A rare and quite extraordinary plant known as the Corpse Flower is about to blossom at the Denver Botanic Gardens, and it will provide visitors with an odor that is reportedly akin to “rotting meat.” The plant originates from the rainforests of the island of Sumatra, Indonesia, and Denver’s 15-year-old specimen has never before blossomed—but once it does, it will be hard to miss, and it won’t blossom again for another decade.
The Corpse Flower, which has the scientific name of Amorphophallus Titanum, or Giant misshapen penis, is currently growing at a rate of around four inches a day. When it blossoms it will present a dark reddish-purple spadix that can reach more than 10 feet in height and will release an odor that has been described “as spoiled eggs, a soiled diaper, rotting fish, dirty laundry or even day-old roadkill.”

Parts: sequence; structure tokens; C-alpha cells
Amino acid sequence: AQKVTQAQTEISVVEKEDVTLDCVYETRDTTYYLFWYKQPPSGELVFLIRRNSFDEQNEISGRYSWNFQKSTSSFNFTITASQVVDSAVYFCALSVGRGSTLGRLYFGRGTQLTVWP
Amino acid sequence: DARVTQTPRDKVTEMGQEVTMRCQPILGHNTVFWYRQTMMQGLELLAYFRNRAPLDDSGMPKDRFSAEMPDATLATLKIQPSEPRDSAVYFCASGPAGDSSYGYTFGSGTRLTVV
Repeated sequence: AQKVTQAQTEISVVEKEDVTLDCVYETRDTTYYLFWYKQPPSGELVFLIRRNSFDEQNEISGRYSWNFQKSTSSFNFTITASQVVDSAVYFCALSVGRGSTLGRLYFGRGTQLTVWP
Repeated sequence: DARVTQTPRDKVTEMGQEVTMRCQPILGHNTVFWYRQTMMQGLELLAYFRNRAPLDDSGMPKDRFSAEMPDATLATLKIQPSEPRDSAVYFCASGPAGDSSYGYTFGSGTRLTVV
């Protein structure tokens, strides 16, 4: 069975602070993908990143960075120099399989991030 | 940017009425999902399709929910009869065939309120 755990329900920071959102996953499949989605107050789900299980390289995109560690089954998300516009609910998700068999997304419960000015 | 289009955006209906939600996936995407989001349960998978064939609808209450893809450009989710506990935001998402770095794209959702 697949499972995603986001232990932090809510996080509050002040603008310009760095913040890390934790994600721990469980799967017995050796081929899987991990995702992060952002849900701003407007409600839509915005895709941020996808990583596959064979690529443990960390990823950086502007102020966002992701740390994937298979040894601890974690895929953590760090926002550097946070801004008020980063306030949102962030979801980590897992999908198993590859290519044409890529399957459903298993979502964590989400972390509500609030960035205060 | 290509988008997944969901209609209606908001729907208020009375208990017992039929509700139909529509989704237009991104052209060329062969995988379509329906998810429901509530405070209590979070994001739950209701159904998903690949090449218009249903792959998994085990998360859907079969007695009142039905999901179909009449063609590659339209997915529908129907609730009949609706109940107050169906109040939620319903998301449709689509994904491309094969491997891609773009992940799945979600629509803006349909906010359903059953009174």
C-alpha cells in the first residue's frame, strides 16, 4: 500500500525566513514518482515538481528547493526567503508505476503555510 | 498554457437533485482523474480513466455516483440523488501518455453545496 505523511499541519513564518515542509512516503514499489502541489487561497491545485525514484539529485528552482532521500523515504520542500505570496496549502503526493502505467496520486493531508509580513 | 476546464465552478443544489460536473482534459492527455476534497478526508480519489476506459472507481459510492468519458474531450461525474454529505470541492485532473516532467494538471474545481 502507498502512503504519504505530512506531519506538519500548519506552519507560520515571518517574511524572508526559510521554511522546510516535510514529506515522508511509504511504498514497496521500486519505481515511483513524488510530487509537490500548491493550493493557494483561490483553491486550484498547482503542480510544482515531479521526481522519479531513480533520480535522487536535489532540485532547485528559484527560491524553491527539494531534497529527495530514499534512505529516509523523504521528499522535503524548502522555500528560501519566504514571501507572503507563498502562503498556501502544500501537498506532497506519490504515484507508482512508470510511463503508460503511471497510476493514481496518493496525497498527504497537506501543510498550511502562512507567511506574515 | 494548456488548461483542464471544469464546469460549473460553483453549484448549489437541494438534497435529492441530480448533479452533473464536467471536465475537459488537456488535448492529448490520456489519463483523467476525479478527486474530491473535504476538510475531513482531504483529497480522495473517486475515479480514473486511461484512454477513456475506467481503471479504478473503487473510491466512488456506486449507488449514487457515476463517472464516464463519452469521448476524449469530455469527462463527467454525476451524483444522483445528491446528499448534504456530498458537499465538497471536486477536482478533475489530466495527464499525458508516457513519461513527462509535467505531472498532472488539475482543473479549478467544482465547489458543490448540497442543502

Which sounds altogether rather gross—but this stench has a purpose. The rotting scent attracts beetles and flesh flies which help the plant to pollinate. Additionally, the tip of the spadix, which politely put looks like a large baguette, stays at around human temperature. This temperature helps to trick flesh-eating bugs into thinking that the plant is in fact a dead animal.
The infrequent blossoms of the Corpse Flower make them an attraction at botanical gardens around the globe, but – perhaps thankfully – the bloom remains open for a maximum of just 48 hours.
As for the existence of these Corpse Flower’s in the wild, they have come to be classified as “vulnerable.” USA Today reports that there are “currently 4,914 plants classified as vulnerable, compared to 2,815 in 1998.” Furthermore, the flora of Sumatra are particularly at risk, as the island has lost almost half its rainforest in the past 35 years, with scientists citing pollution from nearby Singapore and Malaysia as the cause.
But for those that want to witness (and not smell) the blossom of Denver’s Corpse Flower, check out this YouTube live feed from KUSA Denver.
Via The Denver Post
Photos via Flickr